Rutin, also called rutoside, quercetin-3-O-rutinoside and sophorin, is the glycoside combining the flavonol quercetin and the disaccharide rutinose (α-L-rhamnopyranosyl-(1→6)-β-D-glucopyranose). It is a citrus flavonoid found in a wide variety of plants including citrus.

IUPAC name
Systematic IUPAC name
Other names
Rutoside (INN)
Birutan Forte
Rutin trihydrate
Quercetin rutinoside
3D model (JSmol)
ECHA InfoCard 100.005.287 Edit this at Wikidata
RTECS number
  • VM2975000
Molar mass 610.521 g·mol−1
Appearance Solid
Melting point 242 °C (468 °F; 515 K)
12.5 mg/100 mL[1]
13 mg/100mL[2]
C05CA01 (WHO)
NFPA 704 (fire diamond)
Flammability code 0: Will not burn. E.g. waterHealth code 2: Intense or continued but not chronic exposure could cause temporary incapacitation or possible residual injury. E.g. chloroformReactivity code 0: Normally stable, even under fire exposure conditions, and is not reactive with water. E.g. liquid nitrogenSpecial hazards (white): no codeNFPA 704 four-colored diamond
Except where otherwise noted, data are given for materials in their standard state (at 25 °C [77 °F], 100 kPa).
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Infobox references


Rutin is one of the phenolic compounds found in the invasive plant species Carpobrotus edulis and contributes to the antibacterial[3] properties of the plant.

Its name comes from the name of Ruta graveolens, a plant that also contains rutin.

Various citrus fruit peels contain 32 to 49 mg/g of flavonoids expressed as rutin equivalents.[4]

Citrus leaves contain rutin at concentrations of 11 and 7 g/kg in orange and lime trees respectively.[5]


The enzyme quercitrinase can be found in Aspergillus flavus.[6] It is an enzyme in the rutin catabolic pathway.[7]

In foodEdit

Rutin is a citrus flavonoid glycoside found in many plants including buckwheat,[8] the leaves and petioles of Rheum species, and asparagus. Tartary buckwheat seeds have been found to contain more rutin (about 0.8–1.7% dry weight) than common buckwheat seeds (0.01% dry weight).[8] Rutin is one of the primary flavonols found in 'clingstone' peaches.[9] It is also found in green tea infusions.[10]

Approximate rutin content per 100g of selected foods:[11]

332 mg Capers, spice
45 mg Olive [Black], raw
36 mg Buckwheat, whole grain flour
23 mg Asparagus, raw
19 mg Black raspberry, raw
11 mg Red raspberry, raw
9 mg Buckwheat, groats, thermally treated
6 mg Buckwheat, refined flour
6 mg Greencurrant
6 mg Plum, fresh
5 mg Blackcurrant, raw
4 mg Blackberry, raw
3 mg Tomato [Cherry], whole, raw
2 mg Prune
2 mg Fenugreek, fresh
2 mg Marjoram, dried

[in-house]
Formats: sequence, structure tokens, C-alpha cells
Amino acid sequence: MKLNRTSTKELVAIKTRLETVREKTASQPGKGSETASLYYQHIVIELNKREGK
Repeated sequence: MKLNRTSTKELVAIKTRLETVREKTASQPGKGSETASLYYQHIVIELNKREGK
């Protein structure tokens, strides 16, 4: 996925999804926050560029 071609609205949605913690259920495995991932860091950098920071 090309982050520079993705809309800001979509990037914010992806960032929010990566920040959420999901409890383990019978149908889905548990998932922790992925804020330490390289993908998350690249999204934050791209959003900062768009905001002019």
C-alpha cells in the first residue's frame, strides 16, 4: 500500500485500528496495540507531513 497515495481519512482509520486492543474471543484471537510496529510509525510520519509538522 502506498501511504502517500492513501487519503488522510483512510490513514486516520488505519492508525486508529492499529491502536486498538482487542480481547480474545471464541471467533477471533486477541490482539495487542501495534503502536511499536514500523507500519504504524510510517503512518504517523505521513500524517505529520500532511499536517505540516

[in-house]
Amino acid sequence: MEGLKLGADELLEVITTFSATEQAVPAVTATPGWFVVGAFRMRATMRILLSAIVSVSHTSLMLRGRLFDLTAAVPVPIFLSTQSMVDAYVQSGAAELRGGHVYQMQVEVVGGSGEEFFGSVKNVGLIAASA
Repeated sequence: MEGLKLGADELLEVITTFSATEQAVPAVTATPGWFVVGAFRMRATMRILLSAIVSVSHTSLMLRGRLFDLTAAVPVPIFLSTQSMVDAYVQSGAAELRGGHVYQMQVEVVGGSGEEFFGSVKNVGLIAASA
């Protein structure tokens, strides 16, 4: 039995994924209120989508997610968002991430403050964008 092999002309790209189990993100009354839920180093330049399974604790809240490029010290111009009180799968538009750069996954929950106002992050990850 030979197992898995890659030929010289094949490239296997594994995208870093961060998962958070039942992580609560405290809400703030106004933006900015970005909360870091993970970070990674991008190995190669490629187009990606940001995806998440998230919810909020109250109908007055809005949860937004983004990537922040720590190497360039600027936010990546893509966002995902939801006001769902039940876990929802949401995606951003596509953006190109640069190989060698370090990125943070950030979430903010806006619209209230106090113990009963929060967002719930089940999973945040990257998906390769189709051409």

2 mg Tea [Black], infusion
1 mg Grape, raisin
1 mg Zucchini, raw
1 mg Apricot, raw
1 mg Tea [Green], infusion
0 mg Apple
0 mg Redcurrant
0 mg Grape [Green]
0 mg Tomato, whole, raw


Rutin (rutoside or rutinoside)[12] and other dietary flavonols are under preliminary clinical research for their potential biological effects, such as in reducing post-thrombotic syndrome, venous insufficiency, or endothelial dysfunction, but there was no high-quality evidence for their safe and effective uses as of 2018.[12][13][14] As a flavonol among similar flavonoids, rutin has low bioavailability due to poor absorption, high metabolism, and rapid excretion that collectively make its potential for use as a therapeutic agent limited.[12]


  1. ^ Merck Index, 12th Edition, 8456
  2. ^ Krewson CF, Naghski J (Nov 1952). "Some physical properties of rutin". Journal of the American Pharmaceutical Association. 41 (11): 582–7. doi:10.1002/jps.3030411106. PMID 12999623.
  3. ^ van der Watt E, Pretorius JC (2001). "Purification and identification of active antibacterial components in Carpobrotusedulis L.". Journal of Ethnopharmacology. 76 (1): 87–91. doi:10.1016/S0378-8741(01)00197-0. PMID 11378287.
  4. ^ [1] p. 280 Table 1
  5. ^ [2] p.8 fig. 7
  6. ^ quercitrinase on
  7. ^ Tranchimand S, Brouant P, Iacazio G (Nov 2010). "The rutin catabolic pathway with special emphasis on quercetinase". Biodegradation. 21 (6): 833–59. doi:10.1007/s10532-010-9359-7. PMID 20419500. S2CID 30101803.
  8. ^ a b Kreft S, Knapp M, Kreft I (Nov 1999). "Extraction of rutin from buckwheat (Fagopyrum esculentumMoench) seeds and determination by capillary electrophoresis". Journal of Agricultural and Food Chemistry. 47 (11): 4649–52. doi:10.1021/jf990186p. PMID 10552865.
  9. ^ Chang S, Tan C, Frankel EN, Barrett DM (Feb 2000). "Low-density lipoprotein antioxidant activity of phenolic compounds and polyphenol oxidase activity in selected clingstone peach cultivars". Journal of Agricultural and Food Chemistry. 48 (2): 147–51. doi:10.1021/jf9904564. PMID 10691607.
  10. ^ Malagutti AR, Zuin V, Cavalheiro ÉT, Henrique Mazo L (2006). "Determination of Rutin in Green Tea Infusions Using Square‐Wave Voltammetry with a Rigid Carbon‐Polyurethane Composite Electrode". Electroanalysis. 18 (10): 1028–1034. doi:10.1002/elan.200603496.
  11. ^ "foods in which the polyphenol Quercetin 3-O-rutinoside is found". Phenol-Explorer v 3.6. June 2015.
  12. ^ a b c "Flavonoids". Micronutrient Information Center, Linus Pauling Institute, Oregon State University, Corvallis, Oregon. November 2015. Retrieved 25 February 2018.
  13. ^ Morling, J. R; Yeoh, S. E; Kolbach, D. N (November 2018). "Rutosides for treatment of post-thrombotic syndrome". Cochrane Database of Systematic Reviews. 11 (11): CD005625. doi:10.1002/14651858.CD005625.pub4. PMC 6517027. PMID 30406640.
  14. ^ Martinez-Zapata, M. J; Vernooij, R. W; Uriona Tuma, S. M; Stein, A. T; Moreno, R. M; Vargas, E; Capellà, D; Bonfill Cosp, X (2016). "Phlebotonics for venous insufficiency". Cochrane Database of Systematic Reviews. 4: CD003229. doi:10.1002/14651858.CD003229.pub3. PMC 7173720. PMID 27048768.

External linksEdit

  •   Media related to Rutin at Wikimedia Commons